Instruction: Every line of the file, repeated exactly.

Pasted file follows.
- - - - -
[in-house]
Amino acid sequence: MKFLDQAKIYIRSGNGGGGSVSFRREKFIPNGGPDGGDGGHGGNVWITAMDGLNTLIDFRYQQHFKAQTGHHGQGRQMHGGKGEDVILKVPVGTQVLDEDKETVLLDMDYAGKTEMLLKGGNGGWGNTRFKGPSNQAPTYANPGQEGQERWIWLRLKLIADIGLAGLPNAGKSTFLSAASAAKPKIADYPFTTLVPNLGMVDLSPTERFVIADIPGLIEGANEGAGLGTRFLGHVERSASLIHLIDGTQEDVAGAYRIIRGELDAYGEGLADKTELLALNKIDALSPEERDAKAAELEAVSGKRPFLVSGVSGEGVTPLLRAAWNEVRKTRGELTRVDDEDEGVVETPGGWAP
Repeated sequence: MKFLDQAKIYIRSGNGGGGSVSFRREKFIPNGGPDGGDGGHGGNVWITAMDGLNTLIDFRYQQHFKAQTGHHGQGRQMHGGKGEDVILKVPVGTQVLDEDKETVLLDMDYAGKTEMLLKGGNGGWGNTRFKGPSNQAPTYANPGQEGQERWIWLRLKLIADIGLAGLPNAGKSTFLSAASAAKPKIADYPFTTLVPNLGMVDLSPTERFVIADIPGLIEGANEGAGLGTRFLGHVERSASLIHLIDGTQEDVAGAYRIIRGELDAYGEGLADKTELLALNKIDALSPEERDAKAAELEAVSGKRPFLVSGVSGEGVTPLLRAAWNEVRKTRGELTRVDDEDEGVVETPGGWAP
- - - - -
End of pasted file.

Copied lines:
[in-house]
Amino acid sequence: MKFLDQAKIYIRSGNGGGGSVSFRREKFIPNGGPDGGDGGHGGNVWITAMDGLNTLIDFRYQQHFKAQTGHHGQGRQMHGGKGEDVILKVPVGTQVLDEDKETVLLDMDYAGKTEMLLKGGNGGWGNTRFKGPSNQAPTYANPGQEGQERWIWLRLKLIADIGLAGLPNAGKSTFLSAASAAKPKIADYPFTTLVPNLGMVDLSPTERFVIADIPGLIEGANEGAGLGTRFLGHVERSASLIHLIDGTQEDVAGAYRIIRGELDAYGEGLADKTELLALNKIDALSPEERDAKAAELEAVSGKRPFLVSGVSGEGVTPLLRAAWNEVRKTRGELTRVDDEDEGVVETPGGWAP
Repeated sequence: MKFLDQAKIYIRSGNGGGGSVSFRREKFIPNGGPDGGDGGHGGNVWITAMDGLNTLIDFRYQQHFKAQTGHHGQGRQMHGGKGEDVILKVPVGTQVLDEDKETVLLDMDYAGKTEMLLKGGNGGWGNTRFKGPSNQAPTYANPGQEGQERWIWLRLKLIADIGLAGLPNAGKSTFLSAASAAKPKIADYPFTTLVPNLGMVDLSPTERFVIADIPGLIEGANEGAGLGTRFLGHVERSASLIHLIDGTQEDVAGAYRIIRGELDAYGEGLADKTELLALNKIDALSPEERDAKAAELEAVSGKRPFLVSGVSGEGVTPLLRAAWNEVRKTRGELTRVDDEDEGVVETPGGWAP